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PGP Email Encryption Fundamentally Broken: Cryptography Expert

Pretty Good Privacy (PGP), the popular email privacy and authentication software is fundamentally broken and it’s time for it to “die,” says Matthew Green, a respected cryptographer and research professor at Johns Hopkins University.

Pretty Good Privacy (PGP), the popular email privacy and authentication software is fundamentally broken and it’s time for it to “die,” says Matthew Green, a respected cryptographer and research professor at Johns Hopkins University.

Green, who has been involved in the recent TrueCrypt audit, published a blog post after Yahoo announced its intention to follow on Google’s footsteps and implement end-to-end email encryption.

“As transparent and user-friendly as the new email extensions are, they’re fundamentally just re-implementations of OpenPGP — and non-legacy-compatible ones, too. The problem with this is that, for all the good PGP has done in the past, it’s a model of email encryption that’s fundamentally broken,” the researcher wrote in a blog post. “It’s time for PGP to die.”

First of all, he believes PGP keys, even ones produced by modern elliptic curve implementations, are too large and difficult to handle.

“Since PGP keys aren’t designed for humans, you need to move them electronically. But of course humans still need to verify the authenticity of received keys, as accepting an attacker-provided public key can be catastrophic,” Green said. “PGP addresses this with a hodgepodge of key servers and public key fingerprints. These components respectively provide (untrustworthy) data transfer and a short token that human beings can manually verify. While in theory this is sound, in practice it adds complexity, which is always the enemy of security.”

According to the cryptographer, another issue is with manual PGP key management and the lack of transparency. However, he believes this issue isn’t unfixable, one positive example being the experimental system, which ties keys to the identity of users. Green says modern encryption tools are like islands that are not connected to the mainland, and connecting them represents one of the biggest challenges.

The lack of forward secrecy, old cryptography and “bad” defaults have also been named as problematic by the expert. But the worst part of the PGP ecosystem, according to Green, are mail client implementations.

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“Many PGP-enabled mail clients make it ridiculously easy to send confidential messages with encryption turned off, to send unimportant messages with encryption turned on, to accidentally send to the wrong person’s key (or the wrong subkey within a given person’s key),” Green said. “They demand you encrypt your key with a passphrase, but routinely bug you to enter that passphrase in order to sign outgoing mail — exposing your decryption keys in memory even when you’re not reading secure email.”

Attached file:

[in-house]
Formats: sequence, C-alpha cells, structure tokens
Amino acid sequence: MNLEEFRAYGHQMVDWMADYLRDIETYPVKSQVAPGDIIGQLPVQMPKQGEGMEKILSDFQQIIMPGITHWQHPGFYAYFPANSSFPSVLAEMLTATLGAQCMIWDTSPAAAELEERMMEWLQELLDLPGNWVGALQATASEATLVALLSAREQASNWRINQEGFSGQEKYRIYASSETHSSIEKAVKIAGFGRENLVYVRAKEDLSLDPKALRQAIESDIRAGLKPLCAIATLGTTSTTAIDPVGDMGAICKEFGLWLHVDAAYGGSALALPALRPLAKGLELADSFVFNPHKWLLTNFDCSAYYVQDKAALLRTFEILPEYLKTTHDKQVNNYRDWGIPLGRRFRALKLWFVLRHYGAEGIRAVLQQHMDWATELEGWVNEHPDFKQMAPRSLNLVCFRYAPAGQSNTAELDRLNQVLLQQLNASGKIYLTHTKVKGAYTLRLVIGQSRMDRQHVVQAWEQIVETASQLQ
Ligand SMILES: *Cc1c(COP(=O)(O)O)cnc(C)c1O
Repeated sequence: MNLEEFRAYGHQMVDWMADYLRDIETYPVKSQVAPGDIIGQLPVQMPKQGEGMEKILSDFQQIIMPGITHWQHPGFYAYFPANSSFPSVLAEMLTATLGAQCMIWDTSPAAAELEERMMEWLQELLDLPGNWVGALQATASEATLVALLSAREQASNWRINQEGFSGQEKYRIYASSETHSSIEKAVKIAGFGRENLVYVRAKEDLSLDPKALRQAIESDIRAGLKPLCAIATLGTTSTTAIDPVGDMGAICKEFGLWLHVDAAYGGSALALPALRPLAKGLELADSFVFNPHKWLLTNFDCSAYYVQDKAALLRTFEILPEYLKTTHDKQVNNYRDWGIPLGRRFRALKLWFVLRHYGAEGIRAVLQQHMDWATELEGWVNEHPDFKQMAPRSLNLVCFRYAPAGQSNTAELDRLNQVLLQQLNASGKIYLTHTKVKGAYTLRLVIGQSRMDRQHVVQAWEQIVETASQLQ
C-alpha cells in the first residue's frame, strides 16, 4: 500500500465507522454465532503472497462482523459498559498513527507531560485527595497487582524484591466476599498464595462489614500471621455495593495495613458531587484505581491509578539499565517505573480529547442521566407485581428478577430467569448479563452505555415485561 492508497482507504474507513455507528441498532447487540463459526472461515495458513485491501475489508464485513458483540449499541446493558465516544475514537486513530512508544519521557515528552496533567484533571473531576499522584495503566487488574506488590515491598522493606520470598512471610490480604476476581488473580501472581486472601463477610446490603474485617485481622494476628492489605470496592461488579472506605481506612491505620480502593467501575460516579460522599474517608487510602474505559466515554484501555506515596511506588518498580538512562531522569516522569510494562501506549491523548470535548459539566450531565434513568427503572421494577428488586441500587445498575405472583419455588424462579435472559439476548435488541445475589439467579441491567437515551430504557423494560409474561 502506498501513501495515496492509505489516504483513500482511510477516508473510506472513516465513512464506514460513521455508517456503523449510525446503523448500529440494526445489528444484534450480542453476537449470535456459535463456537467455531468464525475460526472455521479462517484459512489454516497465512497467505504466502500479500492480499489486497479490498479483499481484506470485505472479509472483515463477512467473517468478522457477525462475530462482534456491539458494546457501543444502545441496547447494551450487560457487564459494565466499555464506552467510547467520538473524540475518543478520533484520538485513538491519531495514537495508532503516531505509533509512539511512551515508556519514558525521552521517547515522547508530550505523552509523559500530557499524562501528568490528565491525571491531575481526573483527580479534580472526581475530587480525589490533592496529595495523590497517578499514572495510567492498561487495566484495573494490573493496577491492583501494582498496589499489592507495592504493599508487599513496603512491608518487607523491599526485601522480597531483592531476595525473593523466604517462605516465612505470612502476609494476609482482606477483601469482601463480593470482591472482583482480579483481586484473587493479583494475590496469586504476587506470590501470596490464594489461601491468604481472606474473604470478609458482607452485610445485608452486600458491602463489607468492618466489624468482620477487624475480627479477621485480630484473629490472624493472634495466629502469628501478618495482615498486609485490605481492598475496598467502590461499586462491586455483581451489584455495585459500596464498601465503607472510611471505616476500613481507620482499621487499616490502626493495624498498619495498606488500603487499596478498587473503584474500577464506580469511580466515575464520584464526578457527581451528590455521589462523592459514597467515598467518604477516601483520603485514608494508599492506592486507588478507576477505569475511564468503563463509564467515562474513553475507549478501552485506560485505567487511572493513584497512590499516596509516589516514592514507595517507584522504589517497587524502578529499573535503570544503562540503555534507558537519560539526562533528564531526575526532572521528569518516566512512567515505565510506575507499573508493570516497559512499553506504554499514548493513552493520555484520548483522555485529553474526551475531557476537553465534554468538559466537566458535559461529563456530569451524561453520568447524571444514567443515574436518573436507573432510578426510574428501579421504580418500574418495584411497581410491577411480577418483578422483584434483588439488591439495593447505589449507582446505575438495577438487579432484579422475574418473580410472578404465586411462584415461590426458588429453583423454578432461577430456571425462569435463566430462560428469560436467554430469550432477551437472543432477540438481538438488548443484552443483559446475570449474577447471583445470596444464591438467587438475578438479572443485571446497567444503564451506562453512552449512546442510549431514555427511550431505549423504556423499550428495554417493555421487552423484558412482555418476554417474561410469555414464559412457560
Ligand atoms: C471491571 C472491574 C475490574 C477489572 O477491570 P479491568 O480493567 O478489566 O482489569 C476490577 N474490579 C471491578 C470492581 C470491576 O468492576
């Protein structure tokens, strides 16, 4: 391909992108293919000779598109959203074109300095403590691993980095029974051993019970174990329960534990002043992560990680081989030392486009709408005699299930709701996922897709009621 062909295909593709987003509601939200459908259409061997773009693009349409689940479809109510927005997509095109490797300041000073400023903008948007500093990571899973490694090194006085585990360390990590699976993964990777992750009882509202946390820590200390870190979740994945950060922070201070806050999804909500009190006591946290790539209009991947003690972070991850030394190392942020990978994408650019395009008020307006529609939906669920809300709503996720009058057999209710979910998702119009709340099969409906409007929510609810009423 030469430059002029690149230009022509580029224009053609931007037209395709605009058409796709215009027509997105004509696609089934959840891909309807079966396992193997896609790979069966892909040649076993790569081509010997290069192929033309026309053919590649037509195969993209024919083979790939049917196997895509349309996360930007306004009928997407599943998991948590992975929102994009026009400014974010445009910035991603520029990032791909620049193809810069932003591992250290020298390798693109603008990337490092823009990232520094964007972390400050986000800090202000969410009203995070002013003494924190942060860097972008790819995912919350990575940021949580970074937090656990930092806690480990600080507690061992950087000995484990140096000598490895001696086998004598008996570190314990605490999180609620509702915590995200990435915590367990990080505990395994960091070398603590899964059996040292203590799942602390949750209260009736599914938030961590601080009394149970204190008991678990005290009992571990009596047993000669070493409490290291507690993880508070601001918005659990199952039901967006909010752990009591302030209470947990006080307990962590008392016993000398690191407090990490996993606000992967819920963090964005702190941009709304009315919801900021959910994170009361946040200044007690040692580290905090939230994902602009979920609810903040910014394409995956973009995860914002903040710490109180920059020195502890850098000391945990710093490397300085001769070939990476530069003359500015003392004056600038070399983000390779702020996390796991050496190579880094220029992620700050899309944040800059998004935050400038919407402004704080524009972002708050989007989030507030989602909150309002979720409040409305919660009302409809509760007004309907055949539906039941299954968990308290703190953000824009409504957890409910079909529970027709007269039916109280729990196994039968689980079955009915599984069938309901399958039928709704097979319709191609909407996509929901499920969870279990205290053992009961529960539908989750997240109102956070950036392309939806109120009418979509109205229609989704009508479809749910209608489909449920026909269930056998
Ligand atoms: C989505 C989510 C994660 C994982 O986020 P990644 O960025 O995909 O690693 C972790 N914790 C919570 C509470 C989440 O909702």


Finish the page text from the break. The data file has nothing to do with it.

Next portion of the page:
Some agree with Green’s views, but others, like Thomas H. Ptacek, a security researcher with Matasano Security, noted that while there is a lot wrong with PGP, it’s currently the only trustworthy mainstream cryptosystem.

“The flaw is that many systems are old and not up-to-date and thus use poorly implemented or outdated versions of the standards,” Morten Landrock, managing director at Denmark-based security solutions provider Cryptomathic Ltd., told SecurityWeek.

Landrock says that while users should be concerned about such issues, this isn’t exactly front-page news.

Yan Zhu, a former EFF technologist who recently joined Yahoo, published a blog post to describe how she believes centralized PGP key management could be “sane.”

“IMO, if we’re trying to improve email security for as many people as possible, the best solution minimizes the extent to which the authenticity of a conversation depends on user actions,” said Zhu, who is the first member of a new privacy engineering team that will focus on usable end-to-end encryption for Yahoo mail. “Key management should be invisible to the average user, but it should still be auditable by paranoid folks. (Not just Paranoid! folks, haha).”

Written By

Eduard Kovacs (@EduardKovacs) is a contributing editor at SecurityWeek. He worked as a high school IT teacher for two years before starting a career in journalism as Softpedia’s security news reporter. Eduard holds a bachelor’s degree in industrial informatics and a master’s degree in computer techniques applied in electrical engineering.

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